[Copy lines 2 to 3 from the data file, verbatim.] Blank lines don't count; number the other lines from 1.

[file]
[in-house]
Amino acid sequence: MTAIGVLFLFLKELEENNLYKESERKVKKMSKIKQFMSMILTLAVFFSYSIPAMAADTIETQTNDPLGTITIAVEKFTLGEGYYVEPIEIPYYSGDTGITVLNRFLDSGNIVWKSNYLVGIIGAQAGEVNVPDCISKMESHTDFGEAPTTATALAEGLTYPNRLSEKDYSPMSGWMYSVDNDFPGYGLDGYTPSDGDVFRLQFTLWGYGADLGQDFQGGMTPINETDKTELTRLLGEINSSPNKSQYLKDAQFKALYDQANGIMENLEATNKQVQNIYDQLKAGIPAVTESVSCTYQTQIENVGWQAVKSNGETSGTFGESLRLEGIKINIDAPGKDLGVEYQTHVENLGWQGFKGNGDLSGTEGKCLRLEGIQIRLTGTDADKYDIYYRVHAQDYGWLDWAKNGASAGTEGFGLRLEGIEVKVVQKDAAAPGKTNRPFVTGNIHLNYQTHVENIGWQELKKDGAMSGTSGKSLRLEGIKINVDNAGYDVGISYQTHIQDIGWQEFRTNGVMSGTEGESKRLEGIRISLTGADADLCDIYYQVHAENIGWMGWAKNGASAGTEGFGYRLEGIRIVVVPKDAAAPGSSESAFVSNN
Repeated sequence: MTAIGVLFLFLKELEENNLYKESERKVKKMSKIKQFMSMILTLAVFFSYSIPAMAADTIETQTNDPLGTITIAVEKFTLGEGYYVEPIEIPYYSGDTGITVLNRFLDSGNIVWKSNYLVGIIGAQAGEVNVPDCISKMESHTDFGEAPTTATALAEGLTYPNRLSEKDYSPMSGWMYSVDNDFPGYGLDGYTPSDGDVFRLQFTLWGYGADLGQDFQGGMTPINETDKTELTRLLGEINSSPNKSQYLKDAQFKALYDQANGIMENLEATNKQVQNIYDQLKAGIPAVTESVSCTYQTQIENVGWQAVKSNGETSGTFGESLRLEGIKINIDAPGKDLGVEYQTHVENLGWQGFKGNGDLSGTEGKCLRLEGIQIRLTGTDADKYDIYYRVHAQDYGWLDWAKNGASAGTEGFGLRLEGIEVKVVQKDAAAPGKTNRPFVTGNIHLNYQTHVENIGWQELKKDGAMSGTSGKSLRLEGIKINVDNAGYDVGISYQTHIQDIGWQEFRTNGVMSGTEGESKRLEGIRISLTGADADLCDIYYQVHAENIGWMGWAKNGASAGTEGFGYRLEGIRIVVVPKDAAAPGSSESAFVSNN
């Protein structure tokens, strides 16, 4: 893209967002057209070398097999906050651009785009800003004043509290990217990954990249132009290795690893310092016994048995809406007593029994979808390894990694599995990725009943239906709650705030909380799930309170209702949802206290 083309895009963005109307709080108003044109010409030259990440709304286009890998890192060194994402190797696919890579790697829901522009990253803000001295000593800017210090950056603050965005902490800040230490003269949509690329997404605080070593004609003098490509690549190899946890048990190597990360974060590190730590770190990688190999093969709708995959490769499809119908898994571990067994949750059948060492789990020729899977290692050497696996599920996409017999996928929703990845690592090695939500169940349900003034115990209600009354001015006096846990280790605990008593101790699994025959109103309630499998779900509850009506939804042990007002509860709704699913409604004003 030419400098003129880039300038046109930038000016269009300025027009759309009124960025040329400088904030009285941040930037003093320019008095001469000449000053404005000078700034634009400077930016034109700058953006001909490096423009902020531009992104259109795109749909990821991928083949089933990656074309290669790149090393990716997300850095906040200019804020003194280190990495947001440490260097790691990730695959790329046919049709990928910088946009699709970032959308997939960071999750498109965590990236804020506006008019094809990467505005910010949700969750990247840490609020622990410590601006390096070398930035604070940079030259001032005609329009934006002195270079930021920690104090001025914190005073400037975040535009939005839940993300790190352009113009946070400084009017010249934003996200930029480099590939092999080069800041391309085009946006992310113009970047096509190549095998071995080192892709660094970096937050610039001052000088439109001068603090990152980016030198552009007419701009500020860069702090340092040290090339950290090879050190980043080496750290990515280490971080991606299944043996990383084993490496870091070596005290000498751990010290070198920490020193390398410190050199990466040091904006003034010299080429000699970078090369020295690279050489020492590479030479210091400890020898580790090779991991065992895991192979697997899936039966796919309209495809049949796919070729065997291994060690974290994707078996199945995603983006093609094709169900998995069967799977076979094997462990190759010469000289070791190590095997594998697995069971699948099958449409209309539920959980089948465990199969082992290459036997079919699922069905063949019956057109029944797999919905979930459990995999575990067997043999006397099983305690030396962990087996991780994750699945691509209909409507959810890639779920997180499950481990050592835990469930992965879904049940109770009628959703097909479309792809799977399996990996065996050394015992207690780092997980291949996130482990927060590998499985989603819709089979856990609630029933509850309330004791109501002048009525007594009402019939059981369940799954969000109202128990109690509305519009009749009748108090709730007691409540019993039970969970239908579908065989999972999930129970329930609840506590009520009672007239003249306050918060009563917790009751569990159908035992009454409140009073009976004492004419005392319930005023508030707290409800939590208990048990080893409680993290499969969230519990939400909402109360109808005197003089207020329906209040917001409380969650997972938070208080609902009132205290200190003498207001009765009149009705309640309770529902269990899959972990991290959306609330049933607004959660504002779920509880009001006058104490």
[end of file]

Amino acid sequence: MTAIGVLFLFLKELEENNLYKESERKVKKMSKIKQFMSMILTLAVFFSYSIPAMAADTIETQTNDPLGTITIAVEKFTLGEGYYVEPIEIPYYSGDTGITVLNRFLDSGNIVWKSNYLVGIIGAQAGEVNVPDCISKMESHTDFGEAPTTATALAEGLTYPNRLSEKDYSPMSGWMYSVDNDFPGYGLDGYTPSDGDVFRLQFTLWGYGADLGQDFQGGMTPINETDKTELTRLLGEINSSPNKSQYLKDAQFKALYDQANGIMENLEATNKQVQNIYDQLKAGIPAVTESVSCTYQTQIENVGWQAVKSNGETSGTFGESLRLEGIKINIDAPGKDLGVEYQTHVENLGWQGFKGNGDLSGTEGKCLRLEGIQIRLTGTDADKYDIYYRVHAQDYGWLDWAKNGASAGTEGFGLRLEGIEVKVVQKDAAAPGKTNRPFVTGNIHLNYQTHVENIGWQELKKDGAMSGTSGKSLRLEGIKINVDNAGYDVGISYQTHIQDIGWQEFRTNGVMSGTEGESKRLEGIRISLTGADADLCDIYYQVHAENIGWMGWAKNGASAGTEGFGYRLEGIRIVVVPKDAAAPGSSESAFVSNN
Repeated sequence: MTAIGVLFLFLKELEENNLYKESERKVKKMSKIKQFMSMILTLAVFFSYSIPAMAADTIETQTNDPLGTITIAVEKFTLGEGYYVEPIEIPYYSGDTGITVLNRFLDSGNIVWKSNYLVGIIGAQAGEVNVPDCISKMESHTDFGEAPTTATALAEGLTYPNRLSEKDYSPMSGWMYSVDNDFPGYGLDGYTPSDGDVFRLQFTLWGYGADLGQDFQGGMTPINETDKTELTRLLGEINSSPNKSQYLKDAQFKALYDQANGIMENLEATNKQVQNIYDQLKAGIPAVTESVSCTYQTQIENVGWQAVKSNGETSGTFGESLRLEGIKINIDAPGKDLGVEYQTHVENLGWQGFKGNGDLSGTEGKCLRLEGIQIRLTGTDADKYDIYYRVHAQDYGWLDWAKNGASAGTEGFGLRLEGIEVKVVQKDAAAPGKTNRPFVTGNIHLNYQTHVENIGWQELKKDGAMSGTSGKSLRLEGIKINVDNAGYDVGISYQTHIQDIGWQEFRTNGVMSGTEGESKRLEGIRISLTGADADLCDIYYQVHAENIGWMGWAKNGASAGTEGFGYRLEGIRIVVVPKDAAAPGSSESAFVSNN